Flashcards in Review posters 10/05/2016 Deck (39):
What does Peak Expiratory Flow measure?
How hard and fast the patient can exhale. In diseases with increased airway resistance e.g. asthma, the peak flow will be reduced.
What does spirometry measure?
The forced vital capacity (how much you can breathe out), the forced expiratory volume in 1 second and the FEV1/FVC can be calculated from this.
What is the equation to work out the percentage in PEFR?
Obtained value/Expected value x100
Give examples of and describe an obstructive disease
Obstructive diseases are due to narrowing of the bronchi/bronchioles. This could be due to inflammation. Examples include asthma, copd, emphysema, bronchiectasis
Describe and give examples of a restrictive disease
Restrictive disease is characterised by restricted lung expansion. Examples include pulmonary fibrosis.
What would the spirometry show for an obstructive disease.
Decreased FEV1, normal/decreased FVC.
FEV1/FVC will not be normal even if the FVC has decreased because it will not do so proportionally
What would the spirometry for a restrictive disease look like.
Both the FEV1 and FVC would be reduced. However the FEV1/FVC ratio will be normal.
Muiltiple viral and bacterial infections
Facial features suggestive
Decreased T cell count
Cardiovascular system is abnormal
Can invade the brachial plexus and cause muscle wasting in the hand and interrupts sympathetic innervation to the head
Graft-versus host disease
Recurrent skin rashes and infections
Skin abnormal across whole body
Underlying diagnosis form of SCID
Eaton Lambert syndrome
Proximal limb weakness
Reduced autonomic activity
Characterised by red streaks on the tongue. No known cause. Harmless
Black hairy tongue
Caused by proliferation of chromogenic microorganisms causing brown staining of elongated fusiform papillae.
Cause is unknown by heavy smoking and antiseptic mouth washes are said to be associated.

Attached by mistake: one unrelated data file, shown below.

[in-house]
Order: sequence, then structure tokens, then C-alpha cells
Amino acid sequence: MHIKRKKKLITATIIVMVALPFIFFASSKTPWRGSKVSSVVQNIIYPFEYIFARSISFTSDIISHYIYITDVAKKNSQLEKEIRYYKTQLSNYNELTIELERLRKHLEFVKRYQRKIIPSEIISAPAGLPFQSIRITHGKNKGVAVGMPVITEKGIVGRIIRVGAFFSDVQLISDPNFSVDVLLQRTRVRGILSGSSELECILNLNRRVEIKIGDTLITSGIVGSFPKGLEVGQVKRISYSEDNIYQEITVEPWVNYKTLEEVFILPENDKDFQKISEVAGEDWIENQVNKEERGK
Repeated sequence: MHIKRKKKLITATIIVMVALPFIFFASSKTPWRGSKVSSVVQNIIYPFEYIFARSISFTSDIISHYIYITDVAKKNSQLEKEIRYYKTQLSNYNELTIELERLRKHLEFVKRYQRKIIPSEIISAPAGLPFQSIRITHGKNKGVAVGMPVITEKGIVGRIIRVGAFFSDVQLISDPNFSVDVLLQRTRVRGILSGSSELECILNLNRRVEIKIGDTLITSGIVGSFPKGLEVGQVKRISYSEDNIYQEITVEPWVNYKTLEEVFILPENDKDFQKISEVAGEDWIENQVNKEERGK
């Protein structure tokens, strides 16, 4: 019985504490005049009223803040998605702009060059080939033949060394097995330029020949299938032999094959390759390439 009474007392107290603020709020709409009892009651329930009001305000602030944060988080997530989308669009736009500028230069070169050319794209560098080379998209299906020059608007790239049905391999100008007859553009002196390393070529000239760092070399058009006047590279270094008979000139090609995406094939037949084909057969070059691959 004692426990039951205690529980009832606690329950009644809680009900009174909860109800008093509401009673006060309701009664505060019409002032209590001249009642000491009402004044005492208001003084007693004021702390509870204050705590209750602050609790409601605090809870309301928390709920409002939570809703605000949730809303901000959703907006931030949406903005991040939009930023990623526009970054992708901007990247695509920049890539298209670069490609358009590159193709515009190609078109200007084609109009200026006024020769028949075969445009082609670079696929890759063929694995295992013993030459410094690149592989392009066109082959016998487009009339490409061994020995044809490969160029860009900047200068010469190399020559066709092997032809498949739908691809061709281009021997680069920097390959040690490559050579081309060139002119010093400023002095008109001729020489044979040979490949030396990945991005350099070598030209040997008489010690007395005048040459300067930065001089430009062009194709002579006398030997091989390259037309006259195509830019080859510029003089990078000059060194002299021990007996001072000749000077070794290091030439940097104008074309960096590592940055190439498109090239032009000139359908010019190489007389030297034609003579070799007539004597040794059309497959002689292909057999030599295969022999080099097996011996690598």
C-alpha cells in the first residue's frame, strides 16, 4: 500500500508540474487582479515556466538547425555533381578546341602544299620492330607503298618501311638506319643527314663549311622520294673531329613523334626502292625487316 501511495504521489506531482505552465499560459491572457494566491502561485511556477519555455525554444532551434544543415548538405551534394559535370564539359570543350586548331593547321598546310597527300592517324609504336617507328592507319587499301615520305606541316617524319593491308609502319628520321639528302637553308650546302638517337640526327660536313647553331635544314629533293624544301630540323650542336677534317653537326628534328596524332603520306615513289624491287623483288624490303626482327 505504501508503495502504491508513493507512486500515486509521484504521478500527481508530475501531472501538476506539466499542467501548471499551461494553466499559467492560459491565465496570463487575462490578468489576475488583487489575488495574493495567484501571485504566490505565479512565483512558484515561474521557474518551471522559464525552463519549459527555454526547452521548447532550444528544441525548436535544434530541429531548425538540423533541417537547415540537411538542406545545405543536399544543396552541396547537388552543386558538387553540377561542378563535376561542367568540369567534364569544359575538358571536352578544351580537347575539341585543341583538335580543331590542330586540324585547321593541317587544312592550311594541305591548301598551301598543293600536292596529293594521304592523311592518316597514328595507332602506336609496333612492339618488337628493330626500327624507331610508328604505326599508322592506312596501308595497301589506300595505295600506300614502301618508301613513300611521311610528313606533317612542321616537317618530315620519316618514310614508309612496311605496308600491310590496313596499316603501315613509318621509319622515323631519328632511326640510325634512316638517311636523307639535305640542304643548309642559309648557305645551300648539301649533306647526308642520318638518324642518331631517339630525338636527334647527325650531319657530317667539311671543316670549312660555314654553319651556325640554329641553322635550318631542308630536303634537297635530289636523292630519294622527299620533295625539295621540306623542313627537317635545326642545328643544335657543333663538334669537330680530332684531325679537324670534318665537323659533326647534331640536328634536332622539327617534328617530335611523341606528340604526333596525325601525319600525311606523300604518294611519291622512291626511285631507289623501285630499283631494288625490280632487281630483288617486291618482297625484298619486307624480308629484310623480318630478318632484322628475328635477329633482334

Swelling of the gums due to inflammation of fibrosis hyperplasia.
Associated with drugs, pregnancy, wegners granulomatos.
Accumalation of bacterial plaque. Resolves when plaque is removed. Common cause of bleeding gums.
Acute ulcerative gingivitis
Associated with poor oral hygiene. Proliferation of spirocheate and fusiform bacteria.
Treatment of acute ulcerative gingivitis
Oral metronidazole 200mg 3 times daily
Red, smooth sore tongue.
Associated with B12, folate and iron deficiency
Also seen in Candida infections
What is the Henderson Hasselbach equation used for?
Calculating the pH of buffers.
What is the Henderson Hasselbach equation?
pH= pKa + log ([A-]/[HA]
How do you work out pH?
How do you work out pKa
What is Ka
HA-----> H+ + A-
Ka (acid dissociated constant)= [H+][A-]/[HA]
What is an amphipathic molecule?
Both hydrophillic and hydrophobic
What sort of substances dissolve in water?
What do amphipathic molecules form in water?
Micelles where the hydrophobic end is in the middle surrounded by the hydrophillic ends.
Which amino acid is the expection to the configuration?
What is a stereoisomer?
Non-superimposable mirror images.
What are proteins made up of?
20 different L amino acids.
Recurrent apthous ulcers
Could be major or minor
Minor recurrent apthous ulcers
Less than 10mm in diameter. Usually clear up within 14 days. Have a grey/white centre with a thin erythematous halo.
Major recurrent apthous ulcers
Greater than 10mm in diameter. Often persist for weeks to months and heal by scarring
What diseases can cause ulcers?
IBD and coeliacs can cause ulceration. Also HIV and lupus.
Cause of recurrent apthous ulcers?
Unknown- deficiencies of iron, folic acid or vitamin B12 are sometimes present but not usually linked.
Treatment of recurrent apthous ulcers?
No treatment- avoid acidic foods and drinks
Possible topical corticosteroid or tetracycline mouth wash.
Neoplasia (squamous cell carcinoma)
Malignant tumour of the mouth. Can be caused by tobacco or heavy alcohol consumption.
Treatment of neoplasia
Surgical resection. Often requires dissection of the neck to access the lymph nodes involved.
Oral pigmentation lesions
Black areas on the gingivae. Can result from dental amalgum sequestering into tissues.